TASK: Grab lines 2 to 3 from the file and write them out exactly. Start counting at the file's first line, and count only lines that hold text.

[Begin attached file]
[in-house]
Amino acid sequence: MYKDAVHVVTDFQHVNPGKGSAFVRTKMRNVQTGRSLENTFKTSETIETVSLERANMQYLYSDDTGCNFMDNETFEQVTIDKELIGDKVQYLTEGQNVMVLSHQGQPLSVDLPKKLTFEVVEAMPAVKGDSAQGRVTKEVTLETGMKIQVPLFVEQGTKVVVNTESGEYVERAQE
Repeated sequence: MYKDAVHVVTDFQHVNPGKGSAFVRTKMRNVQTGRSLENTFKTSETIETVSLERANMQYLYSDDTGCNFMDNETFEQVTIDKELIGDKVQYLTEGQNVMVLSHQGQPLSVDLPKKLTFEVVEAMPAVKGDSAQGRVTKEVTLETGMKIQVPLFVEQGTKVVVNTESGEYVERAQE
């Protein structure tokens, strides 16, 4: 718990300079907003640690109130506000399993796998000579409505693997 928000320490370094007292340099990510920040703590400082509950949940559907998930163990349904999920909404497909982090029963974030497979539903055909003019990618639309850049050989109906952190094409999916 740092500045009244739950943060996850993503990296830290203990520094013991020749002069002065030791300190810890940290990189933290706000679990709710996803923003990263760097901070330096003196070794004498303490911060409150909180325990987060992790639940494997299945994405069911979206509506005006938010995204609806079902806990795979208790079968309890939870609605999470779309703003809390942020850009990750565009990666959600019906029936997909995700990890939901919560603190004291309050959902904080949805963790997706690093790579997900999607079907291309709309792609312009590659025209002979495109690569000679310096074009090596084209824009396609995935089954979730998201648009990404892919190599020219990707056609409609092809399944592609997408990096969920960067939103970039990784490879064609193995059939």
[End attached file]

Amino acid sequence: MYKDAVHVVTDFQHVNPGKGSAFVRTKMRNVQTGRSLENTFKTSETIETVSLERANMQYLYSDDTGCNFMDNETFEQVTIDKELIGDKVQYLTEGQNVMVLSHQGQPLSVDLPKKLTFEVVEAMPAVKGDSAQGRVTKEVTLETGMKIQVPLFVEQGTKVVVNTESGEYVERAQE
Repeated sequence: MYKDAVHVVTDFQHVNPGKGSAFVRTKMRNVQTGRSLENTFKTSETIETVSLERANMQYLYSDDTGCNFMDNETFEQVTIDKELIGDKVQYLTEGQNVMVLSHQGQPLSVDLPKKLTFEVVEAMPAVKGDSAQGRVTKEVTLETGMKIQVPLFVEQGTKVVVNTESGEYVERAQE